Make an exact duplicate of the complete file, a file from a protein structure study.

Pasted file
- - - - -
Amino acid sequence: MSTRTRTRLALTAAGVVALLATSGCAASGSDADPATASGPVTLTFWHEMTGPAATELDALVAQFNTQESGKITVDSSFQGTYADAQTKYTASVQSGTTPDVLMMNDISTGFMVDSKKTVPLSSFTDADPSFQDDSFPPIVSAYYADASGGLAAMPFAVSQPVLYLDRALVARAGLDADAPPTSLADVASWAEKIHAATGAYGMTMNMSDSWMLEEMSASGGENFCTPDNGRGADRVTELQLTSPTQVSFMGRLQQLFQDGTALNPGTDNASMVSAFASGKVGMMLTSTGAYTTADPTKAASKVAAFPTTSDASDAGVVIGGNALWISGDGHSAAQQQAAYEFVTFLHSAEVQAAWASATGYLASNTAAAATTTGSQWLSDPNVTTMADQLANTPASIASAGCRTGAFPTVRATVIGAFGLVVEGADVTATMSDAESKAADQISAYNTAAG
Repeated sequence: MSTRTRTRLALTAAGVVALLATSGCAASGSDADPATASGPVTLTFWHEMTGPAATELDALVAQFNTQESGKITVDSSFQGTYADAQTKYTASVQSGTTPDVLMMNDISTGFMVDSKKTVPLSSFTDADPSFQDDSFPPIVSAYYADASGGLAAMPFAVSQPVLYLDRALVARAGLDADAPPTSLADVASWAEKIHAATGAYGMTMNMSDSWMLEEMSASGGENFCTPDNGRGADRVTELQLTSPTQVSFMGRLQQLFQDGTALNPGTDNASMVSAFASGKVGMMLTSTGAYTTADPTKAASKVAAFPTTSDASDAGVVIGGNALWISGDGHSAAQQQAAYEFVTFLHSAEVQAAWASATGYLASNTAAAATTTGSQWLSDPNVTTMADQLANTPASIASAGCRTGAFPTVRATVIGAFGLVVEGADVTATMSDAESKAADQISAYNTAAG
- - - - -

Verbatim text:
Amino acid sequence: MSTRTRTRLALTAAGVVALLATSGCAASGSDADPATASGPVTLTFWHEMTGPAATELDALVAQFNTQESGKITVDSSFQGTYADAQTKYTASVQSGTTPDVLMMNDISTGFMVDSKKTVPLSSFTDADPSFQDDSFPPIVSAYYADASGGLAAMPFAVSQPVLYLDRALVARAGLDADAPPTSLADVASWAEKIHAATGAYGMTMNMSDSWMLEEMSASGGENFCTPDNGRGADRVTELQLTSPTQVSFMGRLQQLFQDGTALNPGTDNASMVSAFASGKVGMMLTSTGAYTTADPTKAASKVAAFPTTSDASDAGVVIGGNALWISGDGHSAAQQQAAYEFVTFLHSAEVQAAWASATGYLASNTAAAATTTGSQWLSDPNVTTMADQLANTPASIASAGCRTGAFPTVRATVIGAFGLVVEGADVTATMSDAESKAADQISAYNTAAG
Repeated sequence: MSTRTRTRLALTAAGVVALLATSGCAASGSDADPATASGPVTLTFWHEMTGPAATELDALVAQFNTQESGKITVDSSFQGTYADAQTKYTASVQSGTTPDVLMMNDISTGFMVDSKKTVPLSSFTDADPSFQDDSFPPIVSAYYADASGGLAAMPFAVSQPVLYLDRALVARAGLDADAPPTSLADVASWAEKIHAATGAYGMTMNMSDSWMLEEMSASGGENFCTPDNGRGADRVTELQLTSPTQVSFMGRLQQLFQDGTALNPGTDNASMVSAFASGKVGMMLTSTGAYTTADPTKAASKVAAFPTTSDASDAGVVIGGNALWISGDGHSAAQQQAAYEFVTFLHSAEVQAAWASATGYLASNTAAAATTTGSQWLSDPNVTTMADQLANTPASIASAGCRTGAFPTVRATVIGAFGLVVEGADVTATMSDAESKAADQISAYNTAAG